- Format: PC
- Unleashed: Out Now
- Publisher: Nkidu Games Inc
- Developer: Drama Drifters
- Players: 1
- Site: http://breached-game.com/
- Game code provided by PR
Breached is an interesting game. It takes an idea that is both complex and simple at the same time, and runs with it. It’s interesting but not hugely fun. It takes survival and exploration to their lowest possible extremes, so; lots of exploration in large(ish), separate areas and survival is a matter of completing two tasks within an eight day time frame or else you die.
Awaking from hibernation – of the sci-fi cryo-sleep variety, not the bear or hedgehog variety – you find yourself in the pleasant situation of having no fuel, little oxygen, and lots of broken systems including the systems that automate the fuel synthesiser and the life support. Luckily, you still have access to two other major systems: Drone control which allows you to have eyes and “hands” on the surface of the planet and, most importantly, your diary.
You are a particularly frail being both physically and mentally, and as your groggy self comes to terms with said frailty you still have to stop yourself from going the way of the Dodo, which incidentally seems to be the way everyone on the planet seems to have gone. As your interface with the technology around you is powered by your own physical and mental strength, there is only so much you can do in a day without resting. So each day you have to weigh up your options – which each use a percentage of energy – and do what’s best for you; explore and gain new materials or life support parts, or stay in and salvage things you’ve found or try and synthesise some fuel.
Exploring is all about the lovely outdoors, a desert full of things that were once filled with life. Structures that once held value or residential facilities are empty or destroyed, and much of the landscape is comprised of dunes or valleys. The only things that really concern you now are the mineral deposits, the capsules littered about the place, and the Anomalies.
Taking command of one of the drones is the only way to give you any hope of survival. Finding minerals and capsules is easy enough, given enough exploring, though whether you find exactly what you want is less than likely. Also, you’re limited to taking three things back to base which is restrictive and sometimes a gamble. It’s a gamble because while you may well be the last living thing on the planet, the Anomalies are an issue – and they might just be sentient.
Anomalies are huge spheres of pulsating light that interfere with the electronics of your drones, shutting them down if they touch them. There are three varieties too; Black, Yellow and Green. Black is the least threatening as they are slow moving and even though they follow you, you’ve got a good chance of getting away. Green ones seem to have a set path, possibly randomised, but unless you smack into one you’ll be fine.
Yellow, however, are like pulsating mines that draw you into their sphere of influence; gripping you tightly in their magnetic fields. As your electronics malfunctions and the electronic gasps and crackles begin to take hold, Yellows end up being like monsters from your nightmares, their magnetic pulls being like monsters grabbing your ankles as you run from them. Most of the time you can wrestle yourself free from their grip but on occasion, you will be yanked back over and over in a torturous way. It’s genuinely nerve-wracking to be caught by these when you have such a limited amount of resources to complete your projects and survive.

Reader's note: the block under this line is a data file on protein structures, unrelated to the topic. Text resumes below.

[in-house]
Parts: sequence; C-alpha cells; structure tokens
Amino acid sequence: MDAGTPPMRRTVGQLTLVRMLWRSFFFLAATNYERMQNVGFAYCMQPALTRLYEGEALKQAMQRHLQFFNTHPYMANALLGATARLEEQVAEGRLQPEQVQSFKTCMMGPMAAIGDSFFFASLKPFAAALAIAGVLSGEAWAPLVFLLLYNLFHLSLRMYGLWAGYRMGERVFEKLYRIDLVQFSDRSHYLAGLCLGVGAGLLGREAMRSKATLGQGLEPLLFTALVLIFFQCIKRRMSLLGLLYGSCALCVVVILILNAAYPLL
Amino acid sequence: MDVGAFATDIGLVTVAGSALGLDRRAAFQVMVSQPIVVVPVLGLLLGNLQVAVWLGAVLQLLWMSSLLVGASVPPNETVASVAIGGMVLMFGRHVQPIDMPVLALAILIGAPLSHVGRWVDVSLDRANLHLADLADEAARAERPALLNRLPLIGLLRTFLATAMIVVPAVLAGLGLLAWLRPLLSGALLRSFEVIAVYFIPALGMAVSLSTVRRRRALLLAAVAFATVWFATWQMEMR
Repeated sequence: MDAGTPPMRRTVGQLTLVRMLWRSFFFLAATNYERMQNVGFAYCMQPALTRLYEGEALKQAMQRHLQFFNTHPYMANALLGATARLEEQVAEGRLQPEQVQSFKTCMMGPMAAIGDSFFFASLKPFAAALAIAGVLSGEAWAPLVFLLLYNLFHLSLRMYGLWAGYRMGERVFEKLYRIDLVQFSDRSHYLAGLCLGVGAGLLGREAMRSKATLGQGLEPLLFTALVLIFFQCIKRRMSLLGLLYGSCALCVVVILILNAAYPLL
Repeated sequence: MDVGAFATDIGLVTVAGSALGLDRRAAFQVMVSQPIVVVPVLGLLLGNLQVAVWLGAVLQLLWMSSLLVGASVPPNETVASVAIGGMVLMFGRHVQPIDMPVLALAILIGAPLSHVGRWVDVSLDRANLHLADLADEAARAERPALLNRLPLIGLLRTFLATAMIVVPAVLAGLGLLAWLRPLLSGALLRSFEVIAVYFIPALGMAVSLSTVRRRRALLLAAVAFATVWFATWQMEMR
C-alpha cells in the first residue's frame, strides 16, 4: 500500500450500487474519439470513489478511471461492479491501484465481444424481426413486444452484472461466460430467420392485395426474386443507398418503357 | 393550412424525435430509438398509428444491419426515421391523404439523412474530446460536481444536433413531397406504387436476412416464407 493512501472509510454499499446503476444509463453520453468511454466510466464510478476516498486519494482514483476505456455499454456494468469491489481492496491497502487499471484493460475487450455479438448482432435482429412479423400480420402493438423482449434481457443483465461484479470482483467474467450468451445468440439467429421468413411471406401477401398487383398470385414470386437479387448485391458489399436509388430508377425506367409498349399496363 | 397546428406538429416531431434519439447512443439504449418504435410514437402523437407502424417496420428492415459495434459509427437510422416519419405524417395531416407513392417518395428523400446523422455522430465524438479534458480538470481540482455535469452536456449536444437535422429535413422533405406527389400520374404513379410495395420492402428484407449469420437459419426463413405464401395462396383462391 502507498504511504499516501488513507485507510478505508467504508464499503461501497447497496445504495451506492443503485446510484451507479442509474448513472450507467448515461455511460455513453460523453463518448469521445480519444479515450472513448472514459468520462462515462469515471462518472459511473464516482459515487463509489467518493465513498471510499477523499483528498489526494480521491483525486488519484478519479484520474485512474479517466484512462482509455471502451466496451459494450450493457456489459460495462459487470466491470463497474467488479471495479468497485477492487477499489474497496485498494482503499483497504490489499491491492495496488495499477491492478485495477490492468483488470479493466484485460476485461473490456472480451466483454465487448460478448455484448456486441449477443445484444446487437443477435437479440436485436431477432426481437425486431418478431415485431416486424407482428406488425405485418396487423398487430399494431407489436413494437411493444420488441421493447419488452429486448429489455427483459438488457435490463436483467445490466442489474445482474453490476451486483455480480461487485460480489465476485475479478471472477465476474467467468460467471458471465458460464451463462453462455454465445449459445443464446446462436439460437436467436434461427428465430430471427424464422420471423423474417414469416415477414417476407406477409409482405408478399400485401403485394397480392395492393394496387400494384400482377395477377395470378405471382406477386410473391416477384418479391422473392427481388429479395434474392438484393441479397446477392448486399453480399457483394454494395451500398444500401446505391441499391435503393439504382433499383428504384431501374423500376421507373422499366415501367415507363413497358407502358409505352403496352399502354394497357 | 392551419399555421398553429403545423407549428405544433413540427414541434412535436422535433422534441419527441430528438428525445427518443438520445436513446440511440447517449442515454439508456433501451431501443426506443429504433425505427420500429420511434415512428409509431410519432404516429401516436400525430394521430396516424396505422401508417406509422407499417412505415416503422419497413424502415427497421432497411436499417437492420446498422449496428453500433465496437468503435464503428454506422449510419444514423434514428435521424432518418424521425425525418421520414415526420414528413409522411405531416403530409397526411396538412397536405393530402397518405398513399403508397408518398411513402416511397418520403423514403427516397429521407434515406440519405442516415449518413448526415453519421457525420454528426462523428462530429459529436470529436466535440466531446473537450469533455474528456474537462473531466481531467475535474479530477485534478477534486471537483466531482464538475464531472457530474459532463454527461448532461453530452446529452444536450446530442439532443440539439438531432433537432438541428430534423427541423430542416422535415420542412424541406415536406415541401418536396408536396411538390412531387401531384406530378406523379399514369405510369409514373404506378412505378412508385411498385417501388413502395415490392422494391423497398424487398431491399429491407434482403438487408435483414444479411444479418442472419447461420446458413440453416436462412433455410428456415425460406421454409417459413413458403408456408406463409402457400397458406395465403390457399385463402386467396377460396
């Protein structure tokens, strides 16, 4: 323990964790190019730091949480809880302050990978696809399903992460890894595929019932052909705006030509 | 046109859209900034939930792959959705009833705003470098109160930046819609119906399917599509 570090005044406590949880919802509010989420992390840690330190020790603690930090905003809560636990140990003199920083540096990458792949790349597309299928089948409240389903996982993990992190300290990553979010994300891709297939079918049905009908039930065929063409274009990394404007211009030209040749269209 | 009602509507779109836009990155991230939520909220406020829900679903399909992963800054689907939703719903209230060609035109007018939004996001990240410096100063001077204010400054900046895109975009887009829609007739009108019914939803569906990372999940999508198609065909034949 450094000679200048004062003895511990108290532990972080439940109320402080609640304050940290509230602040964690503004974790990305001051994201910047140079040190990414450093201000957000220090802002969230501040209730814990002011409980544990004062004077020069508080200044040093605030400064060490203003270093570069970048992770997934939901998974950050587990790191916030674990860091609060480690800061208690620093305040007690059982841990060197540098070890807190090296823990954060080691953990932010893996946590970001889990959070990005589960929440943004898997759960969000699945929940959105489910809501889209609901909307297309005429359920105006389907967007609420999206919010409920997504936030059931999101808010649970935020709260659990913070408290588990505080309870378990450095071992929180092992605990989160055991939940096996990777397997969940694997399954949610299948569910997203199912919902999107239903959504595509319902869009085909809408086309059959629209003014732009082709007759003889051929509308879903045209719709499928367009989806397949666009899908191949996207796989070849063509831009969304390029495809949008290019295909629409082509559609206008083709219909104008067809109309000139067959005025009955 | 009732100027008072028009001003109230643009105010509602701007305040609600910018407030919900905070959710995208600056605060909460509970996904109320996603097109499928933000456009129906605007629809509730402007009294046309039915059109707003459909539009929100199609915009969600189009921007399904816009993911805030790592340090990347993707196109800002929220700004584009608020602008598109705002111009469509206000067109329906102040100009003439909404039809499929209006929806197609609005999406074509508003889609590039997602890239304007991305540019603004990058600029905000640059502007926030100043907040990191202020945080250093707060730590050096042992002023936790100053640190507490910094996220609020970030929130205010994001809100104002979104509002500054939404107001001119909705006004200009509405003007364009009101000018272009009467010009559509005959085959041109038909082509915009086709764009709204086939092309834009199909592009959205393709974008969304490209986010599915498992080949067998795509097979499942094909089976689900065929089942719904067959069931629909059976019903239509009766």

Once you’ve done all the field work that you need, the lab is where you hack capsules for parts and try and synthesise fuel. Hacking materials is merely the click of a button and gains you precious resources that will allow you to breathe, while synthesis requires more thought. Synthesis is a crapshoot. You take the materials collected from the field and make a selection of nine bits from the three minerals and smoosh them together (we assume) and see how pure the fuel is as a percentage. As it can be any mixture of the three materials there is at least… um, three times three, times three… probably, plus the three*… there are more possibilities than there are days in the game. It means that you have a fairly poor chance at surviving if you don’t get it correct accidentally in your first few attempts, as your resources dwindle and you won’t have the time to collect enough new pieces to stop yourself from suffocating before your fuel is ready.
While it looks like a purely VR game, it does support the 99% too. It looks stunning, which is something we can say without hyperbole. It’s smooth as anything in motion and the visual effects are about as high a quality as you could imagine, with the glitch effects being particularly great when combined with the audio.
The Diary Log is where you end up each time you start a new day. It’s where your character of dubious background ruminates over what’s happened and where they’re headed in this short timespan that they have left. From there you can scour through old messages by navigating through hashtags (which normal people use in diary logs of course). It’s a little reminiscent of Her Story that way but it is far friendlier with the UI, allowing all logs to be accessed from a side bar, much like a table of contents.
Breached is not a game that you likely finish first time around, probably not second time either (though we got lucky) due to the randomising element to the fuel synthesis; but you get most of the story first time so you can quickly run new attempts until you luck out. It’s an interesting enough story but it’s quite dry, and requires work to uncover. Like sightseeing, it’s a lovely time while you’re there but repeatedly holidaying there would be dull.